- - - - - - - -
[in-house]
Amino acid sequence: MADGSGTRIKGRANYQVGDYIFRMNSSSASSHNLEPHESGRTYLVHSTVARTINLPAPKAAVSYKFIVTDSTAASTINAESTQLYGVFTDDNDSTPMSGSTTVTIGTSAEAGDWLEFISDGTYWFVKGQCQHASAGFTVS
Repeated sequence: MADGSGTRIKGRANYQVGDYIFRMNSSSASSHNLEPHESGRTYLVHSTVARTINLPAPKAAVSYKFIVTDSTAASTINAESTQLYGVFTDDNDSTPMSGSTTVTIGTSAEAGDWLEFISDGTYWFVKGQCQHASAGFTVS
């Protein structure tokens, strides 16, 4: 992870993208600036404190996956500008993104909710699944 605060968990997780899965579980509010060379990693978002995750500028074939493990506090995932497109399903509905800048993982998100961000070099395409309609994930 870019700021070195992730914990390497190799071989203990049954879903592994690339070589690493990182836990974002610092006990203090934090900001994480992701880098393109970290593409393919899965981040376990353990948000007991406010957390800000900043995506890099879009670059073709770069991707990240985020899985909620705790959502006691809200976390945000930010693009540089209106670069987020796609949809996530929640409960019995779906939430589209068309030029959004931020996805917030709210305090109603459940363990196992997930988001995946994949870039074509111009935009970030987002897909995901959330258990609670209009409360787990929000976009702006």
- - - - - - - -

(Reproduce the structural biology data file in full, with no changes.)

[in-house]
Amino acid sequence: MADGSGTRIKGRANYQVGDYIFRMNSSSASSHNLEPHESGRTYLVHSTVARTINLPAPKAAVSYKFIVTDSTAASTINAESTQLYGVFTDDNDSTPMSGSTTVTIGTSAEAGDWLEFISDGTYWFVKGQCQHASAGFTVS
Repeated sequence: MADGSGTRIKGRANYQVGDYIFRMNSSSASSHNLEPHESGRTYLVHSTVARTINLPAPKAAVSYKFIVTDSTAASTINAESTQLYGVFTDDNDSTPMSGSTTVTIGTSAEAGDWLEFISDGTYWFVKGQCQHASAGFTVS
């Protein structure tokens, strides 16, 4: 992870993208600036404190996956500008993104909710699944 605060968990997780899965579980509010060379990693978002995750500028074939493990506090995932497109399903509905800048993982998100961000070099395409309609994930 870019700021070195992730914990390497190799071989203990049954879903592994690339070589690493990182836990974002610092006990203090934090900001994480992701880098393109970290593409393919899965981040376990353990948000007991406010957390800000900043995506890099879009670059073709770069991707990240985020899985909620705790959502006691809200976390945000930010693009540089209106670069987020796609949809996530929640409960019995779906939430589209068309030029959004931020996805917030709210305090109603459940363990196992997930988001995946994949870039074509111009935009970030987002897909995901959330258990609670209009409360787990929000976009702006």